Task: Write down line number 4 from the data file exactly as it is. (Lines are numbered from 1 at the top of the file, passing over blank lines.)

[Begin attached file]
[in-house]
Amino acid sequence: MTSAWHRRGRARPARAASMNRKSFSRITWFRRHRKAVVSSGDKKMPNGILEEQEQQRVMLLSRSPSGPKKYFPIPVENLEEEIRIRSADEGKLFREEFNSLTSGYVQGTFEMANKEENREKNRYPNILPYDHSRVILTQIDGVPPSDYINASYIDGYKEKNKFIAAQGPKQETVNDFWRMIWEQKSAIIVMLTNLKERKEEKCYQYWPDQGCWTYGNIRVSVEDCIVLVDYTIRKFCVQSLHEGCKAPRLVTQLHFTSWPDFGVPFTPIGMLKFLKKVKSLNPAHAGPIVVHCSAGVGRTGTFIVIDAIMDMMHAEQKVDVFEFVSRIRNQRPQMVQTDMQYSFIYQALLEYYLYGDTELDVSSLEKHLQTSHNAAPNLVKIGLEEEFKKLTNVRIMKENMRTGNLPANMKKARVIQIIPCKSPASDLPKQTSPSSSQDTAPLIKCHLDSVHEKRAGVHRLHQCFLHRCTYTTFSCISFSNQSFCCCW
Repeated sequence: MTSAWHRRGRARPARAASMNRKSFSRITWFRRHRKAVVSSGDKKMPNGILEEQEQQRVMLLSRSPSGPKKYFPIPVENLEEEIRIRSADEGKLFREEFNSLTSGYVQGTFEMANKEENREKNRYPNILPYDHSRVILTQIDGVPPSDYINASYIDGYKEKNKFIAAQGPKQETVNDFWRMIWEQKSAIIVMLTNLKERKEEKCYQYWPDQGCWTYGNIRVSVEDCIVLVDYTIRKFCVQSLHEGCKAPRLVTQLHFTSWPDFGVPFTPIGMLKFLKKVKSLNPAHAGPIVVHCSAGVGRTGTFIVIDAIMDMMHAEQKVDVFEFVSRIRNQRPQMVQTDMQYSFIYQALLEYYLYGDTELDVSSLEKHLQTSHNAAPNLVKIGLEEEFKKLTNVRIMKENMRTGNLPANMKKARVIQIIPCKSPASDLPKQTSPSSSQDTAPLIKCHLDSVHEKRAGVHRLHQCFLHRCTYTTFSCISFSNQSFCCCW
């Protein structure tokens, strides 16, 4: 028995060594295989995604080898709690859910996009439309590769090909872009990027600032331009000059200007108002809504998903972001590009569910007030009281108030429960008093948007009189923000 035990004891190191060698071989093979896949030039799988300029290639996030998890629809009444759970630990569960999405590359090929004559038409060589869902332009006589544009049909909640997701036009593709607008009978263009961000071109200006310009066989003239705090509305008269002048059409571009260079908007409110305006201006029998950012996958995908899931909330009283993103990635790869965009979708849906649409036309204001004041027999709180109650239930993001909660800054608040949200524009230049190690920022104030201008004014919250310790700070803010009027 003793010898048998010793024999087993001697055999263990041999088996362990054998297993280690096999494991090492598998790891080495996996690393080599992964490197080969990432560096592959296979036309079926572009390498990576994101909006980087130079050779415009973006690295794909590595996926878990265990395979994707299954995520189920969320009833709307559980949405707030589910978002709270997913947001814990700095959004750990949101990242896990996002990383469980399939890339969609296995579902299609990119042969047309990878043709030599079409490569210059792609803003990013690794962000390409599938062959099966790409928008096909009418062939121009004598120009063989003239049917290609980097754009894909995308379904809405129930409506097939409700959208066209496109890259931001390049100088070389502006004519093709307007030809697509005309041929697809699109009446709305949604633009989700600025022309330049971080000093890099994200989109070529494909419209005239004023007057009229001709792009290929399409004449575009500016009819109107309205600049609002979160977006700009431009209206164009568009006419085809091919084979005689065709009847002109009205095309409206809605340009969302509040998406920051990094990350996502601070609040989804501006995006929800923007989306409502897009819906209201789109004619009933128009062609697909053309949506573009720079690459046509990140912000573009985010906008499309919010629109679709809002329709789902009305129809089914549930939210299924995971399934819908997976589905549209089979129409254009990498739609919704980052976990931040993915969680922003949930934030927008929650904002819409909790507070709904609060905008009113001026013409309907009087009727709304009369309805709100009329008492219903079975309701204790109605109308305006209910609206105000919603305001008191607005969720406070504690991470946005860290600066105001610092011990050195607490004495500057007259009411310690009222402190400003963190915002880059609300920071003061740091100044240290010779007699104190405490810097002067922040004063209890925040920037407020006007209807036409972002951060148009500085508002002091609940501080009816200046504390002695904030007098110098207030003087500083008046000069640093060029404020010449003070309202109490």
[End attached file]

């Protein structure tokens, strides 16, 4: 028995060594295989995604080898709690859910996009439309590769090909872009990027600032331009000059200007108002809504998903972001590009569910007030009281108030429960008093948007009189923000 035990004891190191060698071989093979896949030039799988300029290639996030998890629809009444759970630990569960999405590359090929004559038409060589869902332009006589544009049909909640997701036009593709607008009978263009961000071109200006310009066989003239705090509305008269002048059409571009260079908007409110305006201006029998950012996958995908899931909330009283993103990635790869965009979708849906649409036309204001004041027999709180109650239930993001909660800054608040949200524009230049190690920022104030201008004014919250310790700070803010009027 003793010898048998010793024999087993001697055999263990041999088996362990054998297993280690096999494991090492598998790891080495996996690393080599992964490197080969990432560096592959296979036309079926572009390498990576994101909006980087130079050779415009973006690295794909590595996926878990265990395979994707299954995520189920969320009833709307559980949405707030589910978002709270997913947001814990700095959004750990949101990242896990996002990383469980399939890339969609296995579902299609990119042969047309990878043709030599079409490569210059792609803003990013690794962000390409599938062959099966790409928008096909009418062939121009004598120009063989003239049917290609980097754009894909995308379904809405129930409506097939409700959208066209496109890259931001390049100088070389502006004519093709307007030809697509005309041929697809699109009446709305949604633009989700600025022309330049971080000093890099994200989109070529494909419209005239004023007057009229001709792009290929399409004449575009500016009819109107309205600049609002979160977006700009431009209206164009568009006419085809091919084979005689065709009847002109009205095309409206809605340009969302509040998406920051990094990350996502601070609040989804501006995006929800923007989306409502897009819906209201789109004619009933128009062609697909053309949506573009720079690459046509990140912000573009985010906008499309919010629109679709809002329709789902009305129809089914549930939210299924995971399934819908997976589905549209089979129409254009990498739609919704980052976990931040993915969680922003949930934030927008929650904002819409909790507070709904609060905008009113001026013409309907009087009727709304009369309805709100009329008492219903079975309701204790109605109308305006209910609206105000919603305001008191607005969720406070504690991470946005860290600066105001610092011990050195607490004495500057007259009411310690009222402190400003963190915002880059609300920071003061740091100044240290010779007699104190405490810097002067922040004063209890925040920037407020006007209807036409972002951060148009500085508002002091609940501080009816200046504390002695904030007098110098207030003087500083008046000069640093060029404020010449003070309202109490």